“Wow! This place is a big deal.” That was the collective sentiment last night, as Westport Social opened its accordion doors for a sneak peek. And those gathered weren’t just referring to the 13,000-square-foot space, which holds 400–500 people (plus an additional 100 on the patio).
When Lodging Hospitality Management (LHM) bought the Westport complex five years ago, part of the design plan was to create an interactive restaurant that could accommodate the large influx of new office tenants. In conjunction with Atlanta’s Concentrics Restaurants, creators of more than a dozen one-of-a-kind venues across the country (including Three Sixty, Boundary, and Basso), LHM converted the former Westport Cine and Margarita Mama’s into a $5.5 million mega-complex of games, grub, and upscale beverages.
LHM loosely based Westport Social on similar concepts across the nation, cherry-picking what they thought would work best in the St. Louis market. While regulation bowling was a focus at Nashville’s Pinewood Social and Atlanta’s The Painted Pin, Westport Social combines three large-screen TVs with bocce ball, shuffleboard (regulation and tabletop), pop-a-shot-esque basketball, foosball, ping pong, darts, outdoor Snookball (a cross between pocket pool and soccer), an upstairs karaoke room, and a stage for live music on weekends.
When people first hear about the project, “they assume it will be like another Dave and Buster’s,” says general manager Blaise Pastoret, who has experience managing Three Sixty, Basso, and D. Rowe’s Restaurant & Bar in Columbia, Missouri. “It’s not—far from it. First, there’s no charge for any of the games. Games are part of the experience. Customers use chalkboards to sign up for all the games. It truly is one of a kind.”
Then there’s the food-and-beverage program. A second-level sommelier, Pastoret curated the short but unusual wine list, which includes 18 glass and bottle options, “all priced aggressively.”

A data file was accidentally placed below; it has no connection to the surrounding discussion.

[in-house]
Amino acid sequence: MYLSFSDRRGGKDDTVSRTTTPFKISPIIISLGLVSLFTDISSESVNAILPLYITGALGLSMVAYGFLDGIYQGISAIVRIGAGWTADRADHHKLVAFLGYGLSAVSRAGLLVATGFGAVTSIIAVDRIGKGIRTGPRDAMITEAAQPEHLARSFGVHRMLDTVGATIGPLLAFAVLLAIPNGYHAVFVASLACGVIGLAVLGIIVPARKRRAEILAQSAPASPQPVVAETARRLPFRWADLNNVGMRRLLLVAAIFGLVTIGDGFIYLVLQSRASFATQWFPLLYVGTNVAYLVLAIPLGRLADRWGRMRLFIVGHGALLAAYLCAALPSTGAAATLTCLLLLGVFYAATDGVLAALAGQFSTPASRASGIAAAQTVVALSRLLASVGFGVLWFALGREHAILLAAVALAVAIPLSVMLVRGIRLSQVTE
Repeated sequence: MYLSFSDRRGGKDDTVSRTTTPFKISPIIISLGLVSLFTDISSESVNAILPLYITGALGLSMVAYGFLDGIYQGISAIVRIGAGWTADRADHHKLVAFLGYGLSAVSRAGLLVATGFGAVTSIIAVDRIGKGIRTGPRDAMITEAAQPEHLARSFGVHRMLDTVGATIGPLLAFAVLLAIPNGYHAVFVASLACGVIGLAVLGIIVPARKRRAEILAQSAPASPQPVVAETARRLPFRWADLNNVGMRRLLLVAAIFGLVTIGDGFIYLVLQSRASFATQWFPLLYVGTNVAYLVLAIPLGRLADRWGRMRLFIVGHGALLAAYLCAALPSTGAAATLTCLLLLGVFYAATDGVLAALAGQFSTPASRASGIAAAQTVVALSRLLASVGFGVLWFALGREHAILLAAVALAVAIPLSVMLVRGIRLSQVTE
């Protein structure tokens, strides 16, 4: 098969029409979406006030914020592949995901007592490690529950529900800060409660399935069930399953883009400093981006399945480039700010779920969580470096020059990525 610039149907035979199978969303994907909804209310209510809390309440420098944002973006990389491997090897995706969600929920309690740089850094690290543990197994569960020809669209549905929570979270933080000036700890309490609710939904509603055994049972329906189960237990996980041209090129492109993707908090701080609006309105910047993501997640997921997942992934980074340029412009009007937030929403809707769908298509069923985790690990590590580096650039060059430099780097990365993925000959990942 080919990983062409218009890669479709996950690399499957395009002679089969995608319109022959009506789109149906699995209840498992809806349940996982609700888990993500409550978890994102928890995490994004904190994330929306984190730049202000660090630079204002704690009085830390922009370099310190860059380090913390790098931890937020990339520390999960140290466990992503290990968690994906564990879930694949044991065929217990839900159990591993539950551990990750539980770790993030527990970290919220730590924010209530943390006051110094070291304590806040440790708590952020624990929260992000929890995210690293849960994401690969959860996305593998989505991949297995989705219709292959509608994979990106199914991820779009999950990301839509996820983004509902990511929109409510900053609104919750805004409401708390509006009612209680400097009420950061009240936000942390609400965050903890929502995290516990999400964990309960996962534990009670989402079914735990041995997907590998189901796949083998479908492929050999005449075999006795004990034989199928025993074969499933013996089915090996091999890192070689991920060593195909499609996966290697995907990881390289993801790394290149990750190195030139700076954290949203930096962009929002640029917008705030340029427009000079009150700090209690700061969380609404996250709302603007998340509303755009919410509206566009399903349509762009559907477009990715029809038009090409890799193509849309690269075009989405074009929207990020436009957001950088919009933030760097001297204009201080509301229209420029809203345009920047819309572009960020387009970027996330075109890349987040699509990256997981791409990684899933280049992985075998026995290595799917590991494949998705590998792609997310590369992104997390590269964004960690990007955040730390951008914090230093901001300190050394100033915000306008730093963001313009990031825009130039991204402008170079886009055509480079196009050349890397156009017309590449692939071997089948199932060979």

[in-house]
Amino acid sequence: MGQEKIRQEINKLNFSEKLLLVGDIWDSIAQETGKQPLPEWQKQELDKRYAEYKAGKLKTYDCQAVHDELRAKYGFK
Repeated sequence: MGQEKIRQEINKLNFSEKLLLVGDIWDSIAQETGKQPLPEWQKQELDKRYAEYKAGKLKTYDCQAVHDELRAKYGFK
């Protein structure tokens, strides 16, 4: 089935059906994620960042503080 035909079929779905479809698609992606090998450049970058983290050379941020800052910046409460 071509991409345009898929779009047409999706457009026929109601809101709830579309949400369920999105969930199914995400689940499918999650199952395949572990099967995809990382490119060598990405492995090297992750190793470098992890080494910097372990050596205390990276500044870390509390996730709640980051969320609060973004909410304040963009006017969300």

La Spinetta Biancospino Moscato, for example, is $8 per glass and $32 per bottle; a bottle typically runs “$56 to $62 elsewhere,” says Pastoret. Von Winnings Riesling is $10 per glass, while “other places charge $14.” The Folle Blanche Pinot Noir is priced $14 per glass. “No one’s pouring this by the glass,” says Pastoret, adding that “nobody’s pouring [the Tokaji Furmint from Hungary] at all.”
Ace mixologist Kyle Mathis, formerly of Taste, spearheaded the cocktail program. Liters of custom cocktails will be available for $35–$45, and glasses will be $9–$10.
Similarly, the 20 craft beers on draft are curated by an on-staff certified cicerone and sold by the pint (for $4 to $8) and by the growler (for $16–$28).
“Having a level-two somm, a certified cicerone, and a bad ass bar manager under one roof,” says Pastoret, elevates Westport Social to another level.
Executive chef Chris Leith has assembled a menu of salads, skewers, pizza, tacos, sliders, shared plates, pizza, and sweets. Much of it is handheld food, perfect for a games-themed environment.
The upstairs mezzanine, with its rows of identical gold lights, beckons. Is it a private room or more fun and games? With identical 25-seat karaoke rooms separated by an accordion wall, it’s both. (The rooms are available to rent for $20 per half hour.) A sophisticated multi-camera system shows the performer on the big screen, music-video style. The recording can be easily emailed and posted on social media.
Several other semi-private areas can be reserved as well. One of them (designed for 50 guests) has one bocce ball court, two hoops courts, and one lane of shuffleboard. The facility was designed with mirror-image games. “Even though we may be hosting a private party, there’s always one side open,” explains LHM president and COO Steve O’Loughlin. “So if you’re hellbent on playing shuffleboard, it’s just a sign-up away.”
“It is unique enough that people will like it,” says LHM chairman and CEO Bob O’Loughlin, who’s also brought new life to Union Station, the Cheshire Inn, and Hilton St. Louis at the Ballpark with memorable restaurants and attractions.
“We don’t want it to be another Trainwreck,” he says, referring to the longstanding Westport restaurant/bar Trainwreck Saloon, “or a train wreck. We want this train to be going down the tracks, fast.”
WESTPORT SOCIAL 910 Westport Plaza Dr., St. Louis, Missouri 63146 PHONE: (314) 548-2876 HOURS: Mon - Sat: 11 a.m. - 1 a.m., Sun: 11 a.m. - 12 a.m. Live music Fri and Sat, 8 p.m. to closing Visit Website
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